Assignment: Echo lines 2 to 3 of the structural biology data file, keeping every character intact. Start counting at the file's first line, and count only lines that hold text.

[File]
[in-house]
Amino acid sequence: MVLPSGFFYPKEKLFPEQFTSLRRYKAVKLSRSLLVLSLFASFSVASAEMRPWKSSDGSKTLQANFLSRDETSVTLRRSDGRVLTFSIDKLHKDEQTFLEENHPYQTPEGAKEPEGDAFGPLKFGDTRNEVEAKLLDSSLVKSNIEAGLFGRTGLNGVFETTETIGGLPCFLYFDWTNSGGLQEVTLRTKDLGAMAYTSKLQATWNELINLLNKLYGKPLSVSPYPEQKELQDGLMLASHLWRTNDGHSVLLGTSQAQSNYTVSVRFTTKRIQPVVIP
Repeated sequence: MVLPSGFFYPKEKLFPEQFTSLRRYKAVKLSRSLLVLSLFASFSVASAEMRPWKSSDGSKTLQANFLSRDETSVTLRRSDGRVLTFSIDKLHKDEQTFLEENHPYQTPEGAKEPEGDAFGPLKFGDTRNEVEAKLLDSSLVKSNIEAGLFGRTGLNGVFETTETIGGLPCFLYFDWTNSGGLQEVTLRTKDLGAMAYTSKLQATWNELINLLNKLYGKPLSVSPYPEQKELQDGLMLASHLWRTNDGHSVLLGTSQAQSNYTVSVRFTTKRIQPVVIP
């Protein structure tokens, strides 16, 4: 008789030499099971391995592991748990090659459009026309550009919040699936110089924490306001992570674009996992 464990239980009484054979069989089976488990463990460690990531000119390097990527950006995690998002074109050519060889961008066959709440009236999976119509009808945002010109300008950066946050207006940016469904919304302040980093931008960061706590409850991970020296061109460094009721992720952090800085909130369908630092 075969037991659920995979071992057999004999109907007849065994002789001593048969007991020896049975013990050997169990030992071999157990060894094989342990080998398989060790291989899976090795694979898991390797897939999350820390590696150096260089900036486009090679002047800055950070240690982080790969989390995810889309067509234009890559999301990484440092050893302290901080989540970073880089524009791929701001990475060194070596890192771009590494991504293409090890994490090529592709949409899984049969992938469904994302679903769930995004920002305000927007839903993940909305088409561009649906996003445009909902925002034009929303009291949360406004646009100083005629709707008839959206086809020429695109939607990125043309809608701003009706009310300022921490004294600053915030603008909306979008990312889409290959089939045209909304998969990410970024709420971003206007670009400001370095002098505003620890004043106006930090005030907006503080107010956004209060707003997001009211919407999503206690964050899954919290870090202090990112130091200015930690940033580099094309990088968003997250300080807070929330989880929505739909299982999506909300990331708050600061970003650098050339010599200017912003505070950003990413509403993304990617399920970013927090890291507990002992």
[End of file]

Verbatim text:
Amino acid sequence: MVLPSGFFYPKEKLFPEQFTSLRRYKAVKLSRSLLVLSLFASFSVASAEMRPWKSSDGSKTLQANFLSRDETSVTLRRSDGRVLTFSIDKLHKDEQTFLEENHPYQTPEGAKEPEGDAFGPLKFGDTRNEVEAKLLDSSLVKSNIEAGLFGRTGLNGVFETTETIGGLPCFLYFDWTNSGGLQEVTLRTKDLGAMAYTSKLQATWNELINLLNKLYGKPLSVSPYPEQKELQDGLMLASHLWRTNDGHSVLLGTSQAQSNYTVSVRFTTKRIQPVVIP
Repeated sequence: MVLPSGFFYPKEKLFPEQFTSLRRYKAVKLSRSLLVLSLFASFSVASAEMRPWKSSDGSKTLQANFLSRDETSVTLRRSDGRVLTFSIDKLHKDEQTFLEENHPYQTPEGAKEPEGDAFGPLKFGDTRNEVEAKLLDSSLVKSNIEAGLFGRTGLNGVFETTETIGGLPCFLYFDWTNSGGLQEVTLRTKDLGAMAYTSKLQATWNELINLLNKLYGKPLSVSPYPEQKELQDGLMLASHLWRTNDGHSVLLGTSQAQSNYTVSVRFTTKRIQPVVIP